Microsoft's "Master Plan"
June 1999

There's a method to the madness that seemingly goes on daily at Microsoft.

By "madness," I mean the seemingly "random" crashes, bugs, and inconsistencies of MS OS's that drive us "experienced" people up the wall. We who have used other products, and who used MS products back in the "good old days" before Windows, well, we remember when computers were predictable, reliable, and repeatable. The machine worked the same way day after day. The same inputs produced the same outputs. You didn't get an annoying "blue screen of death" unless a particular app was really, really bad. In which case you dumped it, because *** any DOS app could run on any PC ***.

Yes, that was what really bothered the men in Redmond. The idea that you could always dump what they offered and move to something else stuck like a piece of dry bread crust in the throats of the bitmeisters at Microsoft. So they set out to do something about it.

Why, in fact, did MS need to take away freedom of choice and monopolize spreadsheet, word processing, and other application markets? Because the MS plan to simply write better apps was a huge flop. In March of 1990, a "Top 100" software list showed Microsoft soundly beaten in every category. Windows/286 and Windows/386 apps were essentially no-shows. The top 3 spots were held by DOS versions of WordPerfect, Lotus123, and Harvard Graphics. MS products were in 4th position (Word), and then way on down the list.

What Microsoft calls the "Network Effect" in their 1999 DOJ court arguments did not exist at that time. That is to say, just because one company owned the OS platform, that did not guarantee them a monopoly on the applications themselves. The reason for this is that DOS was and is a more or less "open" platform. There were little or no "API" (Application Program Interface) specifications that tied people to one particular platform. There were little or no "API" specs that gave an "insider" the coding advantage. The market was relatively open, and the best packages were winning.

So Microsoft invented the idea of the API. Just leave all the graphics coding, the device drivers, and the file formats to MS. You just code up a few thousand lines of instructions to massage some data, and leave everything else to MS. Sounds easy, right?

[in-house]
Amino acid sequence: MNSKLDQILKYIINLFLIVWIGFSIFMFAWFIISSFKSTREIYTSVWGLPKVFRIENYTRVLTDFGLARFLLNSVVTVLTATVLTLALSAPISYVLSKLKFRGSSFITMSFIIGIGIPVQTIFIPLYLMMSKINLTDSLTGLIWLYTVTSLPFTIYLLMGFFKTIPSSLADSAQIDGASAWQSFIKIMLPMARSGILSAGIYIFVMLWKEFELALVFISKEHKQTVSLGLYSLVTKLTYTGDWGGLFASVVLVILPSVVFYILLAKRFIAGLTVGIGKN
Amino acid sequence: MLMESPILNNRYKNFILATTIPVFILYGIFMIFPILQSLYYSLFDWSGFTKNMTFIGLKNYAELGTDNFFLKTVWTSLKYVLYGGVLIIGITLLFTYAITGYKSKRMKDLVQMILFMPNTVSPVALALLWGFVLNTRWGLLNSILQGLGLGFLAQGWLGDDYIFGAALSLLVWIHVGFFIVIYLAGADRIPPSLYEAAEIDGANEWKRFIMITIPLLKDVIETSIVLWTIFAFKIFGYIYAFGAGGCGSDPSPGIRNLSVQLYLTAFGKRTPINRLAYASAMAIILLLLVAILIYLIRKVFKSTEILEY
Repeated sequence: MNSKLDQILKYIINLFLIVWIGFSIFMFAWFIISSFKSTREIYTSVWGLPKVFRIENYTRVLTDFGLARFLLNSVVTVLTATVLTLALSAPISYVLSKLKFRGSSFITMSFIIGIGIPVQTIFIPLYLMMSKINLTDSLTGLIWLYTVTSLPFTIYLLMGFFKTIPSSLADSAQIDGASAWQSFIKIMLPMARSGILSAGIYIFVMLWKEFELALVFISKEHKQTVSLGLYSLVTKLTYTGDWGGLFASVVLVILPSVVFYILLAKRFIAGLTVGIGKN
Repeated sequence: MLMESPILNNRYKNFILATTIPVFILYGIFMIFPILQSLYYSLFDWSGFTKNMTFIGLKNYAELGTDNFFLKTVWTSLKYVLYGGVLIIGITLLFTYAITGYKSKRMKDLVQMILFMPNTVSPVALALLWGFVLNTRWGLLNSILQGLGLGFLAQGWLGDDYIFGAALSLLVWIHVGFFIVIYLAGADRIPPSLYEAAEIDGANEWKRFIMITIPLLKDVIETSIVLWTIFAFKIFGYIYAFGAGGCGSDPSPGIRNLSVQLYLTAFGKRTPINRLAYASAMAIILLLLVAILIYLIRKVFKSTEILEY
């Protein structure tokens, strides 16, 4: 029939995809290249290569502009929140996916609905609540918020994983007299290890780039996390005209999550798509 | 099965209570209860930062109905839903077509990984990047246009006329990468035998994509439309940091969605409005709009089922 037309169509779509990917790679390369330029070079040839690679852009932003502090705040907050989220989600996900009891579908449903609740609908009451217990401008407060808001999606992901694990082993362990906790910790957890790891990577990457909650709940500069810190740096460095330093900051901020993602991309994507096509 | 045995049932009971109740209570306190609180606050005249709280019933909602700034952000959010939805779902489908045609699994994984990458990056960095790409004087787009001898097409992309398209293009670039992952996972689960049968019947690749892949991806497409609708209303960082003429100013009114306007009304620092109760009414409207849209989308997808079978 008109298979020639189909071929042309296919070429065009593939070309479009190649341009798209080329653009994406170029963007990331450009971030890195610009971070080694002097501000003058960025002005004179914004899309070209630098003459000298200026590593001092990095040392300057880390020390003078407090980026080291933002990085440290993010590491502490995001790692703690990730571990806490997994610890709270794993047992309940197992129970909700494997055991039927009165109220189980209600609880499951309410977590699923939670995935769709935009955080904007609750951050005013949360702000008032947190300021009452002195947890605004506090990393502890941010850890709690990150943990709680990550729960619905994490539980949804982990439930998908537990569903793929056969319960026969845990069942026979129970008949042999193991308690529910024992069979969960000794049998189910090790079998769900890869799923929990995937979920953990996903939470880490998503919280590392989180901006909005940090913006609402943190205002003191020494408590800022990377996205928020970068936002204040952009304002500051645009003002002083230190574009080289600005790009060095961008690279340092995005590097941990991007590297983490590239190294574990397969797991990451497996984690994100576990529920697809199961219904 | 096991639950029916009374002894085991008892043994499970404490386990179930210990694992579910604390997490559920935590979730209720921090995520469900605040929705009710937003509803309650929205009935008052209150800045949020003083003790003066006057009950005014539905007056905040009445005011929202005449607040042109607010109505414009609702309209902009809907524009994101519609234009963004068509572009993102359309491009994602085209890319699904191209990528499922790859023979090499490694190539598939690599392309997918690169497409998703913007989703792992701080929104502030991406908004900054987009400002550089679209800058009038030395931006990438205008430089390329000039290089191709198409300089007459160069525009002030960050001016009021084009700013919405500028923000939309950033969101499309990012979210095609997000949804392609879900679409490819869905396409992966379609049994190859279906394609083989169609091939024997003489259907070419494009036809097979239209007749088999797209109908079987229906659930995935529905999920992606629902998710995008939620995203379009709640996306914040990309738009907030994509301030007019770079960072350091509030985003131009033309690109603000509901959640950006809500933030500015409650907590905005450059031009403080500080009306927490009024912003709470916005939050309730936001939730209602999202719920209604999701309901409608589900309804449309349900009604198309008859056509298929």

Well, how did that turn out? Just 4 years later, in the middle of 1994, Microsoft had displaced the top application sellers in all 3 of the major application categories (word processing, spreadsheet, and graphics). The plan worked like a charm. MS could now leverage its Office Suite monopoly and keep adding more stuff to the suite, gobbling up the database market, the contact manager market, and so on: a new market to be absorbed with every new release of the Office Suite.

Therefore, it is most interesting that Microsoft's DOJ troubles ignore completely the issue of application suites. MS can safely lose the DOJ trial and then simply bundle browsers, applications, etc. into the Office Suite for the next ten years. Microsoft's plan is thus to lose the Operating System battle, but win the Application war. They have no reason to fix the operating system if they own the market for applications. The so-called "Network Effect" that MS claims is an automatic result of owning the operating system platform, is nothing more than a Microsoft-invented ploy. It just did not exist in the days of DOS. The "Network Effect" is simply the closed, proprietary set of Windows APIs that Microsoft owns.

Most recent revision: June 25, 1999
Copyright © 1999, Tom Nadeau
All Rights Reserved.